Large-Scale Installation at the FNB JoburgArtFair 2018
Large-Scale Installation at the FNB JoburgArtFair 2018: Sue Williamson’s Messages from the Atlantic Passage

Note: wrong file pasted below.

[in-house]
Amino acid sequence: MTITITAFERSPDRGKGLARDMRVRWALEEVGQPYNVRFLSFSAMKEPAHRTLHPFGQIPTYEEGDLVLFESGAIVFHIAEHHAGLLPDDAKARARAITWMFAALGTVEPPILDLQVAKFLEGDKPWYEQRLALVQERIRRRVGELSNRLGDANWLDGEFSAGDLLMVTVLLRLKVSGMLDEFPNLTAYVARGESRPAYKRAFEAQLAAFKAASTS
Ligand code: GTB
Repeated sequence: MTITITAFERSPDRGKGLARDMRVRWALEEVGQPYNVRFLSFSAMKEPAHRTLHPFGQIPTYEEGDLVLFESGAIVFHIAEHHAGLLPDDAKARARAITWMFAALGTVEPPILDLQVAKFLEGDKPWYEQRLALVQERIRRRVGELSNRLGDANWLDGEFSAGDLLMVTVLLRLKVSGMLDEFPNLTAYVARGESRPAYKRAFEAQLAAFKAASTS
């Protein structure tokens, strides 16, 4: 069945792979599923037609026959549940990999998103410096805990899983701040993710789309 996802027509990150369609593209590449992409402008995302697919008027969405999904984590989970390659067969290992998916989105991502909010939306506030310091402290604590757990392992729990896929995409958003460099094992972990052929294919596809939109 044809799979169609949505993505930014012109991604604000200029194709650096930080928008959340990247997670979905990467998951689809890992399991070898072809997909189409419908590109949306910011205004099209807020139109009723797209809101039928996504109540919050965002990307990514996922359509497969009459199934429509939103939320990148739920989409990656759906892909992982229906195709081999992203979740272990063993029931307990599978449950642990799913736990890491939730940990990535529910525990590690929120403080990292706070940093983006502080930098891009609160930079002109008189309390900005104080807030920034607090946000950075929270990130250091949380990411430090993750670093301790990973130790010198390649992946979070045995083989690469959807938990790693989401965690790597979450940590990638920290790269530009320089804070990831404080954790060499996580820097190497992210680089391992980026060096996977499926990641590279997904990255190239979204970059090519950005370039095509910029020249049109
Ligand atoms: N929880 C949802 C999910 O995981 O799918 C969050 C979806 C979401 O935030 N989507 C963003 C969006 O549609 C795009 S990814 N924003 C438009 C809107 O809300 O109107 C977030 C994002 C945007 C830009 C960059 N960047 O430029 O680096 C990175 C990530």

Sue Williamson’s Messages from the Atlantic Passage took the 2017 visitors of Art Basel, Switzerland by storm with its powerful narrative of the movements of slaves across the Atlantic ocean. It is critical that this work is also viewed and spoken about on the African continent and it is for this reason that this installation will be presented at this year’s FNB JoburgArtFair. Detail: Sue Williamson "Messages from the Atlantic Passage" Messages from the Atlantic Passage is a large-scale installation based on the accumulated records from both sides of the Atlantic of the late history of slavery in the 19th century. This new work is an extension of Sue Williamson’s acclaimed Messages from Moat (1997), first exhibited on Okwui Enwenzer’s 2nd Johannesburg Biennale, which listed the slaves brought to the Cape of Good Hope by the Dutch East India Company between 1658 and 1762. Three rope fishing nets suspended from the ceiling are filled with glass bottles containing traces of earth. Each net, and the water filled tank below it, represents one specific voyage from a West African country across the Atlantic. Records exist for more than 36 000 such voyages. Each bottle is hand engraved with information about one of the slaves on that voyage: their African name, the new ‘Christian’ name given by the slaver, the country of origin, and the age, sex and height of the person. Beneath each net is a tank representing the hold of a ship making the voyage, an on a wooden edging surrounding the tank the name of the ship and other details will be painted. Chains of linked bottles hang from the nets into the tanks, and water slowly drips from the nets into the tanks. According to the Trans- Atlantic Slave Trade Database, between 1525 and 1866 12.5 million Africans were shipped to the new world. 10.7 million survived the dreaded Middle Passage, disembarking in North America, the Caribbean and South America.